Cleaning out my closet

"I was born a poor black child..."

Steve Martin's iconic declaration doesn't exactly tell my story, but it comes painfully close. I was born poor and white in a Kansas City suburb that had more in common with trailer parks than gated subdivisions. To use the politically incorrect—and still painful—vernacular, I grew up white trash.

But of course, my upbringing couldn't be that simple. As part of Kansas City's historic, court-ordered desegregation effort, I found myself bused to inner-city schools at the tender age of nine. For two-thirds of my primary and secondary education, I was the minority.

This experience not only shaped who I am today, it did nothing less than transform me. Given my birth and early childhood (which included stints of being raised by a single parent and time on Missouri's welfare rolls) my life should have, by all rights, taken a completely different path.

As anyone who knows me will tell you, I have a tendency to "act black." This might sound offensive, or even juvenile, to the uninitiated, but I'm not referring to some Billy Crystal blackface stereotype—although I'm not above descending into what might be perceived stereotypical ethnic behavior. And I'll confess to liking jazz, blues and hip hop more than pop, rock or country. It's the unshakeable core of my personality, sown from years of spending most of my time with people who didn't look like me.

And every time race rears its ugly head in the news, I feel pangs of both regret and sorrow that this fantastic nation of ours still struggles with something that should be so simple.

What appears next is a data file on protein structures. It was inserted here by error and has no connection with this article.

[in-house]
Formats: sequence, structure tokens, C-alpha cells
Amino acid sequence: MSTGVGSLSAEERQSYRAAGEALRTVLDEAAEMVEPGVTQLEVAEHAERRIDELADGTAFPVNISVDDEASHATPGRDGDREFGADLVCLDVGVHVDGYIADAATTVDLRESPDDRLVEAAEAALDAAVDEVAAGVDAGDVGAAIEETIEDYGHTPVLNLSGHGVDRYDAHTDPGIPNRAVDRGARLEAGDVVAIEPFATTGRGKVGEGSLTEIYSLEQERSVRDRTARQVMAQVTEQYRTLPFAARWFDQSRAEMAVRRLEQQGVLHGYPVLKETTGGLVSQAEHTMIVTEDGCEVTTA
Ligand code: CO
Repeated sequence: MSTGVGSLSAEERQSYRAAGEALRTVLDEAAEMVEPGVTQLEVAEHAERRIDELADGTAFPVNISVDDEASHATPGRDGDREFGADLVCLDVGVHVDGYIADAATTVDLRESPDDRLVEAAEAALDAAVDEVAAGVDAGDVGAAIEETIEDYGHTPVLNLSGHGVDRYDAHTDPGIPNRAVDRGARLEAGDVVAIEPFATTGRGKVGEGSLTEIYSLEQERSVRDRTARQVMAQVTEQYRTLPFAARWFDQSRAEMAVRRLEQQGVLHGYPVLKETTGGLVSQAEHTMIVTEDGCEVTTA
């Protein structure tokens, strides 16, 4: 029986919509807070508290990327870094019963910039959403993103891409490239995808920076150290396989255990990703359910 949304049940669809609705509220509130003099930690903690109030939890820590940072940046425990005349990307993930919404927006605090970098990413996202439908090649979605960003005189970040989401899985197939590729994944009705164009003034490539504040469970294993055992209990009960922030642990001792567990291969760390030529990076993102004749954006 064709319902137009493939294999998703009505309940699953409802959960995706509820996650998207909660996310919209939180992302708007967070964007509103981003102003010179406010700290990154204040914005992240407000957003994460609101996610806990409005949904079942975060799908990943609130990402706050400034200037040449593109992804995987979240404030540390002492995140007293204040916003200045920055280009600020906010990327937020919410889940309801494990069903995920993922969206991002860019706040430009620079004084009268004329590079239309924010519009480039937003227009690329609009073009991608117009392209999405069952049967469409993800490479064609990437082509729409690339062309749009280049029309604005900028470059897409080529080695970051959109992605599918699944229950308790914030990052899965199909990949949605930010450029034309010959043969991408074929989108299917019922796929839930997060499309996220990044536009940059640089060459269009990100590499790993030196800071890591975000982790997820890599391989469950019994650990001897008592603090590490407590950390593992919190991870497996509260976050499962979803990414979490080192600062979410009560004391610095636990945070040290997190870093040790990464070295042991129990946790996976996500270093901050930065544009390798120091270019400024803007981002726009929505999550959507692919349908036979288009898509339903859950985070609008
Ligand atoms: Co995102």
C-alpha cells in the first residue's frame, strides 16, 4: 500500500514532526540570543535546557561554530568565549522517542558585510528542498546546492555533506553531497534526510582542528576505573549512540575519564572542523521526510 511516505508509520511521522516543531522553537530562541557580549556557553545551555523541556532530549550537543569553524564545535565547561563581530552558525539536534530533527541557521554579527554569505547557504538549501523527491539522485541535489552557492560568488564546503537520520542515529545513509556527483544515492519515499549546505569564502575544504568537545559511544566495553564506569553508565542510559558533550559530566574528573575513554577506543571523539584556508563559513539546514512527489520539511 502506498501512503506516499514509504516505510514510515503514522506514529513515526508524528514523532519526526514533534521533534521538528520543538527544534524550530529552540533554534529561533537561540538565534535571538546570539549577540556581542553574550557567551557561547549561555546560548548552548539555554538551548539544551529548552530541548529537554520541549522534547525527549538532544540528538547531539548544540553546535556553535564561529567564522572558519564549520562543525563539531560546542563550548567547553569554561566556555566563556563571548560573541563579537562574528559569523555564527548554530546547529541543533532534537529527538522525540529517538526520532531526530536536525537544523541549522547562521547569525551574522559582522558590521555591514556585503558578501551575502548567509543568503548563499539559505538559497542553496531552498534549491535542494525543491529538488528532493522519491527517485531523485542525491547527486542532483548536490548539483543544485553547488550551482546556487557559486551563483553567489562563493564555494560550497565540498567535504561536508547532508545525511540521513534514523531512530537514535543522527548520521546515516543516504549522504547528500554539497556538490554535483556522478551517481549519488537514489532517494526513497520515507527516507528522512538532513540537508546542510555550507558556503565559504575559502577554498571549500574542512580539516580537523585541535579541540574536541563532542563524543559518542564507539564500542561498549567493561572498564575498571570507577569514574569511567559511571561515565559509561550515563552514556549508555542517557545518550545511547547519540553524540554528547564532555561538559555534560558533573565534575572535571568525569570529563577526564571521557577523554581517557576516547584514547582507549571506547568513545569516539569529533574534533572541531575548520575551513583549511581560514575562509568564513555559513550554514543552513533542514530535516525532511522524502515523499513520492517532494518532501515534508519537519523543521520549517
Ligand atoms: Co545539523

The Trayvon Martin case that's so captivated the nation right now is just the latest in a long line of stories that continues to haunt us like some kind of restless, vengeful spirit of sins past. And it breaks my heart every time.

Maybe we still don't have all the facts, but this seems like such a simple case of right and wrong that it's breathtaking the wheels of justice have apparently ground to a halt. Would the shooter be in jail if Trayvon had been white? Or would we even be talking about it if the shooter himself were black instead? We'll never know.

What does any of this have to do with health care, employee benefits or even your 401(k) plan? Nothing, I suppose. But it does speak to the larger divide that separates us as a nation. And maybe it helps you, as a reader, to know a little bit about where I come from. You deserve that much.

Maybe it's because I see shades of race in our battles over class. Or because every time we fight over what's different about us, we lose sight of everything else that's not.

I frequently rail against the extreme polarization of our elected officials and the toxic environment of our political discourse, but through it all, I always hope. But at times like this, when a hoodie and some junk food can get you killed in your own neighborhood, I feel even that slipping away. 

About the Author
Denis Storey

Denis Storey

Denis Storey is editor for BenefitsPro.com and Benefits Selling magazine. He can be reached at dstorey@benefitspro.com.


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